Have PCOS; difficulty conceiving

Question:  I have polycystic ovaries (PCOS) but my periods are regular. I have been trying to conceive for over 15 months now and I have been  checking BBT and results indicate that I am ovulating. What could be the reason why I am not conceiving? T.A. (New Zealand)


Answer: The problem of sub-fertility that appear to go hand in hand with polycystic ovarian syndrome (PCOS) is not clearly understood. It is certainly the case that many women with signifinant PCOS have a readily identifiable problem of erratic ovulation. For such women, administration of ovulation induction medication such as Clomiphene (Clomid) is the obvious thing to do. However, there is strong evidence that lack of regular ovulation is not the only problem causing sub-fertility for women with PCOS. Other factors which remain largely obscure appear to be at play also. Another issue in your particular case is your apparent reliance on measuring basal body temperature (BBT) to determine ovulation.

Though useful, BBT is far from reliable. You should therefore look at getting a blood test for levels of progesterone in the luteal phase of your menstrual cycle. That is a much mre reliable way of checking whether you are indeed ovulating. Your regular cycles would suggest that you probably are. If the blood tests results also support this, it may be time to see a fertility specialist for appropriate targeted investigations on the cause of your apparent subfertility. The PCOS may turn out to be a red herring!



Methane exposure for breast-feeding mothers.

Question:  Breast feeding mothers working underground on the coal mine and exposed to methane gas what are side effects or dangers to their babies? F.M. (South Africa)


Answer: That is a tricky question to answer. It is true that when a breast-feeding woman has prolonged exposure to methane, that finds its way into her circulation and is excreted in breast milk. Prolonged exposure to methane is known to have a deleterious effect on the nervous system. It is logical to assume that babies, when subjected to that exposure have a potential to be adversely affected as they are much more susceptible to noxious compounds. However, there is a lot of conjecture here. It all depends on the level and length of that exposure. Having those parameters assessed is a reasonable and I would say essential workplace safety measure.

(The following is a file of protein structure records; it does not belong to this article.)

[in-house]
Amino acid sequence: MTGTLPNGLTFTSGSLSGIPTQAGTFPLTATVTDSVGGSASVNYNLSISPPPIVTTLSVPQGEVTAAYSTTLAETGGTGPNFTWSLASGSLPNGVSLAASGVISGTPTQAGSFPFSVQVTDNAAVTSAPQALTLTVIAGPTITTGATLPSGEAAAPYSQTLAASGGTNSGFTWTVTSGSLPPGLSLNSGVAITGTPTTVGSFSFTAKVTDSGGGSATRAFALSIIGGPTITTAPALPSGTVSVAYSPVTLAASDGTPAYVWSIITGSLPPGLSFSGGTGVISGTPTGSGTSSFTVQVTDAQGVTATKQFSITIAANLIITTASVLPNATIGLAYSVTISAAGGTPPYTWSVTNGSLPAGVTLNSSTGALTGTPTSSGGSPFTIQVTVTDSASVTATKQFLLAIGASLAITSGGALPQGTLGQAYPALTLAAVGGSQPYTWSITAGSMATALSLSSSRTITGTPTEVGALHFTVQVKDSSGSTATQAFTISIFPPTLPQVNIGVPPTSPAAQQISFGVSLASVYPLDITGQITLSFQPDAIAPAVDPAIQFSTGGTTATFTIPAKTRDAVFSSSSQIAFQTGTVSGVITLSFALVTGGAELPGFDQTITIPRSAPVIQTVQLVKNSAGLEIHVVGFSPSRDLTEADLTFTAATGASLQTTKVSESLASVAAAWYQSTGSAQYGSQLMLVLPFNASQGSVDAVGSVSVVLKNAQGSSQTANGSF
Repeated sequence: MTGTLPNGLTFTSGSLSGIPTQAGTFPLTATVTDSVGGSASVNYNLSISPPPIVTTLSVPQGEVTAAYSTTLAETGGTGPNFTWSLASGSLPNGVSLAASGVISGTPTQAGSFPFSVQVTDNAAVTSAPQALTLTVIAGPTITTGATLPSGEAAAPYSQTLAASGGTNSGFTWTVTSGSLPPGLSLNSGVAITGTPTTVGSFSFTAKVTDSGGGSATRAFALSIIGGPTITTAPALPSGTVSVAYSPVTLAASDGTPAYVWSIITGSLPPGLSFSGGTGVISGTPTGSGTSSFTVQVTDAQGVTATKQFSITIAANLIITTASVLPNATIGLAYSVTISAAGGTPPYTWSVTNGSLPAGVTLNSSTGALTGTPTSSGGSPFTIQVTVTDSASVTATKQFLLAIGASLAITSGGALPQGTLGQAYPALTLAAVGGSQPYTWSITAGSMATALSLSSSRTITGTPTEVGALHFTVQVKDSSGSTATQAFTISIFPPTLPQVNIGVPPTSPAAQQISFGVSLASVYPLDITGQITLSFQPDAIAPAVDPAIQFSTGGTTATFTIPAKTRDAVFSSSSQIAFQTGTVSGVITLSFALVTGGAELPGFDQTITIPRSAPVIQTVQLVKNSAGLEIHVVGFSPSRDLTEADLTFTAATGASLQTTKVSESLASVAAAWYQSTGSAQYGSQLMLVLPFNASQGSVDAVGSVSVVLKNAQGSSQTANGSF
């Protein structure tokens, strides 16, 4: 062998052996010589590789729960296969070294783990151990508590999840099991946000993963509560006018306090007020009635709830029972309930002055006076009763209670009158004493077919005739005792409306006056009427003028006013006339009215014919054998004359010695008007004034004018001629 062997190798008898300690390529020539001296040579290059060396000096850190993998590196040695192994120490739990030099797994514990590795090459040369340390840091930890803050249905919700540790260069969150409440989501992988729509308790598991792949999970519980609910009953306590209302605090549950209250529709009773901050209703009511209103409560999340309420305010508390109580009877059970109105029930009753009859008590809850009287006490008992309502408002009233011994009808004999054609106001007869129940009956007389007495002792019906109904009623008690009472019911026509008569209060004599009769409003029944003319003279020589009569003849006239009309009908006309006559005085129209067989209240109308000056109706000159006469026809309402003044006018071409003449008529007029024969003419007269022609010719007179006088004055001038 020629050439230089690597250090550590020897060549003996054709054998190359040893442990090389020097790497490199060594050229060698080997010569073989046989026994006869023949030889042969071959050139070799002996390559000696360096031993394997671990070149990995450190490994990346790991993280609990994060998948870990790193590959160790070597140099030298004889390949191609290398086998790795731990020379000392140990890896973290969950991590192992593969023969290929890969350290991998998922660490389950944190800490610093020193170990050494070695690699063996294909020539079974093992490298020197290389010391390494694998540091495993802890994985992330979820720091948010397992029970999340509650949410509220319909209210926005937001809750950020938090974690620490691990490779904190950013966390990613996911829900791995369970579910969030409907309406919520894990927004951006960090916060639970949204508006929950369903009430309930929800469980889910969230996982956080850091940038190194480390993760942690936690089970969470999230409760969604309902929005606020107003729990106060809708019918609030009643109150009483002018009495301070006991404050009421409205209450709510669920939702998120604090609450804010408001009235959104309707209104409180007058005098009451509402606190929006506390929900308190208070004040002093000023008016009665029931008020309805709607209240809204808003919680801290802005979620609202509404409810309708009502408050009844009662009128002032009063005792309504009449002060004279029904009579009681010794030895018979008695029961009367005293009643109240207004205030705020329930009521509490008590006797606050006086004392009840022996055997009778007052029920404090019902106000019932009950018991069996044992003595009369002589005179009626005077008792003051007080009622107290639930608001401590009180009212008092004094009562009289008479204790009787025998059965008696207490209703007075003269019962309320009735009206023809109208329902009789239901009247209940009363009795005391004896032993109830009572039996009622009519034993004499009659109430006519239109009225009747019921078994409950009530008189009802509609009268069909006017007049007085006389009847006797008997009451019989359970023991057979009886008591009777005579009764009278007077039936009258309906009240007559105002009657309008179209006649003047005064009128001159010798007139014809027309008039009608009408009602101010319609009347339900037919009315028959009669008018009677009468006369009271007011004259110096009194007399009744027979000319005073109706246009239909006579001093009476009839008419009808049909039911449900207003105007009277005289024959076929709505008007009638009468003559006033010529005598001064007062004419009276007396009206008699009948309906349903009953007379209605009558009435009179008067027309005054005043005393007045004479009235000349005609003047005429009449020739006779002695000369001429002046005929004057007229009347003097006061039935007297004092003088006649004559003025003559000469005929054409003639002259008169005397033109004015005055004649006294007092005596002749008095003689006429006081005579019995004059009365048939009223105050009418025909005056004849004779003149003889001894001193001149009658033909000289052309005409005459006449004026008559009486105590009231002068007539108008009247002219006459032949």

Light vaginal bleeding at 12 weeks pregnant

Addendum:  i am 12 weeks pregnant and having a light bleeding... i cannot go to doctor or any hospital...is there any home remedy for this??please answer me as soon as possible.. I'll b grateful.. A. (UK)


Answer: OK, this sound like threatened miscarriage. As a rule, there is nothing that needs to be done in threatened miscarriage as you cannot influence what happens eventually. The bleeding does eventually stop but unfortunately for 1 in 10, this sort of development is a prelude to pregnancy loss. If this was going to happen, nothing can be done to change the course of events. I am, however, a little concerned about your comment that you cannot go to a doctor or any hospital. I would not want to pry as for the reasons for this but this suggests to me that you probably have not even had a booking scan and therefore do not have the basic information about your pregnancy. Information such as confirmation of the gestation, number of babies, viability etc. If that is the case< I would strongly urge you to find a way of getting medical attention. My best wishes.